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By Joseph Mayton
The crackle of gunshots rang through the air, followed quickly by a mad dash of people, young and old, moving from Egypt's state television and radio building on Sunday early evening. Turning the corner, directly in front of the five-star Ramses Hilton Hotel, a bloodied man was being carried by two people.
A peaceful march of Coptic Christians was met late on Sunday with bullets and beatings. At least 24 people were killed and over 200 others wounded after the military opened fire on protesters. The blood-stained sidewalk in front of the American hotel chain's shopping mall revealed the extent of the carnage.
The events have sent shock waves throughout Egypt and its society, with many expressing fear that the violence could escalate into a civil war. Even by the standards of the chaos that has overtaken Egypt since the fall of President Husni Mubarak last February, Sunday's violence was severe. Worse still, it was the government itself that fomented it.
"Think of the countries where the rulers kill citizens, Syria, Yemen, Bahrain -- and now Egypt," said a protester as he carried a woman out of the war zone of downtown, his head dripping with blood from wounds received.
Eight months after protestors toppled Mubarak, Egypt is still gripped by violence as its interim military rulers tussle with the opposition leaders and Muslim leaders over the country's path to democracy. Many in the opposition have grown suspicious about the intentions of the generals as they crack down on the freedoms that emerged with Mubarak's fall and the timetable to democratic rule gets pushed back.
"We got rid of Mubarak and now we must get rid of the murderers that are the military," said another protestor, clutching his arm across a bloodied white shirt. Fearing arrest, he would only identify himself as Amr and refused to be taken to a hospital.
The protest by Christian Copts, demanding the governor of Aswan be sacked after a church was burned in his jurisdiction last week, began peacefully as a march from the Shubra district of northern Cairo to the state television building at Maspero Square. But it was met by a phalanx of troops who fired live ammunition and teargas.
A few rocks and Molotov cocktails were thrown back, but for most of Sunday evening, the unarmed demonstrators acted with restraint even as the military advanced and encircled them. A military vehicle ran over protesters, injuring dozens. Protesters attacked and ransacked the vehicle, seizing the driver and dragging him into a side street.
"We've had enough of this. No more killing and dividing a nation over religious lines," said Farid, a Coptic man who told The Media Line that when protesters arrived at the state television building, the military "was already there, guns held up. They wanted a fight and they opened fire on us."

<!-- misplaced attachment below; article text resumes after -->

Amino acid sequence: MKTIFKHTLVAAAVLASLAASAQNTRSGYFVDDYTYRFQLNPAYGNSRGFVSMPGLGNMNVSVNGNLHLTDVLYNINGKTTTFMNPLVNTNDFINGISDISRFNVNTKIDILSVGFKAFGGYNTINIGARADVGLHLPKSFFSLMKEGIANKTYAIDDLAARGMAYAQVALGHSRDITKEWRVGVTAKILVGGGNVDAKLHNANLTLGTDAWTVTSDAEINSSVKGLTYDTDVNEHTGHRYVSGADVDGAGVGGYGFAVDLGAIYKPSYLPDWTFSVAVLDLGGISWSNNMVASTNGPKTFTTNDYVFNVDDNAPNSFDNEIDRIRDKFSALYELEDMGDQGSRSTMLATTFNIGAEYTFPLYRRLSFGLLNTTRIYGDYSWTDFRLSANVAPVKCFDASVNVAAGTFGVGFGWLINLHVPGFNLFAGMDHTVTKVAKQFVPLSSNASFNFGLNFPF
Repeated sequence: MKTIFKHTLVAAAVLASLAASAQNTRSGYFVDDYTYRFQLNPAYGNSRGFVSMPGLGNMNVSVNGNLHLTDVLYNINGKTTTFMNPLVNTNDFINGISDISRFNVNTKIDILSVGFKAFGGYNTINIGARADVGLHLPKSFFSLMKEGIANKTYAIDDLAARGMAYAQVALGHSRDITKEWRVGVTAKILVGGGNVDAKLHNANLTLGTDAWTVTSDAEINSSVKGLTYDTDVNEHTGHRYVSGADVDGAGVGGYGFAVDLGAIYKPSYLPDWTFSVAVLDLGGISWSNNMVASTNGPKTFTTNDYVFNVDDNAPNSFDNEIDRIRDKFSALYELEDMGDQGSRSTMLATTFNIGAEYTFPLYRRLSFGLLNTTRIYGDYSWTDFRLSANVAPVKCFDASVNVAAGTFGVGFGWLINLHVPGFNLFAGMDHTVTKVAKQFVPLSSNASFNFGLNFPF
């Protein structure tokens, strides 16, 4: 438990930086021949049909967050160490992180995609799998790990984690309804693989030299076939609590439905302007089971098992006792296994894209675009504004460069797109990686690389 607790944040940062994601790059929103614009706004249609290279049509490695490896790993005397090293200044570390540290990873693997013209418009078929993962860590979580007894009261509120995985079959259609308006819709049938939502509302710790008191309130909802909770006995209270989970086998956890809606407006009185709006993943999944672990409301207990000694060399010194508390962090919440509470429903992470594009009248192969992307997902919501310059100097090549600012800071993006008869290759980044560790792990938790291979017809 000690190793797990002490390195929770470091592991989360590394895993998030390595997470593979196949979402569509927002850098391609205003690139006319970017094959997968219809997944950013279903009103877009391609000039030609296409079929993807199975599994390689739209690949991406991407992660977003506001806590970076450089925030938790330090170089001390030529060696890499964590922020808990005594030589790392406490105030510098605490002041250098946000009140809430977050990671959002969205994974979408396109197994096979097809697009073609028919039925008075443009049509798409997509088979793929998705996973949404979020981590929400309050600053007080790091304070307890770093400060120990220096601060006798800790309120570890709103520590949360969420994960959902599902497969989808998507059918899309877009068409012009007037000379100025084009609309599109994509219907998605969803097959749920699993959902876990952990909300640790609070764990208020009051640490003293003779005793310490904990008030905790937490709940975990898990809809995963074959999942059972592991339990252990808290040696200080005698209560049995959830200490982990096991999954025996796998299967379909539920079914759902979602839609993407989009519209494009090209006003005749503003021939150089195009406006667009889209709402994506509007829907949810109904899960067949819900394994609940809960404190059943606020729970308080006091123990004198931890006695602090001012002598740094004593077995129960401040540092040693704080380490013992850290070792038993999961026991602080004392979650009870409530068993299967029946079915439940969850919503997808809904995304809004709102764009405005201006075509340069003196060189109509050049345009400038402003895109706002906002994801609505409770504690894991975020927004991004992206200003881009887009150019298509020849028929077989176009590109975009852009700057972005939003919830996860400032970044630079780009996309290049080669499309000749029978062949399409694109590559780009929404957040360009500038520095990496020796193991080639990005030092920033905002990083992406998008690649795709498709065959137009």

But on Egyptian state television a different kind of event was being broadcast: It asserted that armed demonstrators had fired at the army and were using children as human shields. Hours later, amid television images of bodies strewn on the streets around the state television building, the military called on "honest" Egyptians "to take to the streets to protect the army from the assailants."
The call turned a confrontation between protestors and troops into a free-for-all, as thousands of Muslim Egyptians flooded into Abdel Moneim Riad Square, where tear gas was being fired indiscriminately and gun shots pierced the air every few minutes.
Some came in support of the protestors, expanding the scope of the protest far beyond its initial Coptic-rights agenda. "Muslims and Christians are one hand," declared the demonstrators, now a sectarian mix, while chanting slogans against the army, which rules Egypt through the Supreme Council of the Armed Forces (SCAF).
But even more of those who came were conservative Muslims, heeding the government's call to attack the demonstrators.
"A sheikh," said one stunned protester, clutching his bandaged head, blood beginning to soak through, "a sheikh threw a stone at us and hit me in the head."
"We all know that state TV is unreliable and does not provide real and true information to the people of Egypt," said one protester, standing and watching as rows of soldiers took up positions near Tahrir Square in an effort to prevent protesters from massing. As gunshots were heard, it was the soldiers ahead who ducked for cover, as scores of people who had gathered nearby turned and moved away from the area.
As midnight fell on Cairo, a curfew was imposed over downtown and Prime Minister Essam Sharaf went on national television, saying the protests were the result of "outside" influence. He called on those still in the streets to return home.
"What is taking place in Egypt is not a sectarian strife but a plan to divide the country," said ahead of an emergency cabinet meeting on Monday to discuss the violence.
State media, and much of the international press, reported between three and 12 soldiers had been killed by protesters' bullets, but evidence of these deaths could not be found by early Monday morning. No outlet could independently verify any military personnel being killed.
For hours after the violence subsided after midnight, Egyptians across all religious and social backgrounds were still attempting to make sense of the situation. In a nation that still predominantly supports the military, the use of the media to divide people and broadcast rumors marked a further deterioration in the relations between SCAF and the opposition.
"I don't really know what to think," one prominent activist, who asked not to be named due to the sensitive situation with the SCAF, told The Media Line. "Right now I am shocked, worried and if the situation continues and gets any worse, we could see the beginnings of a civil war."
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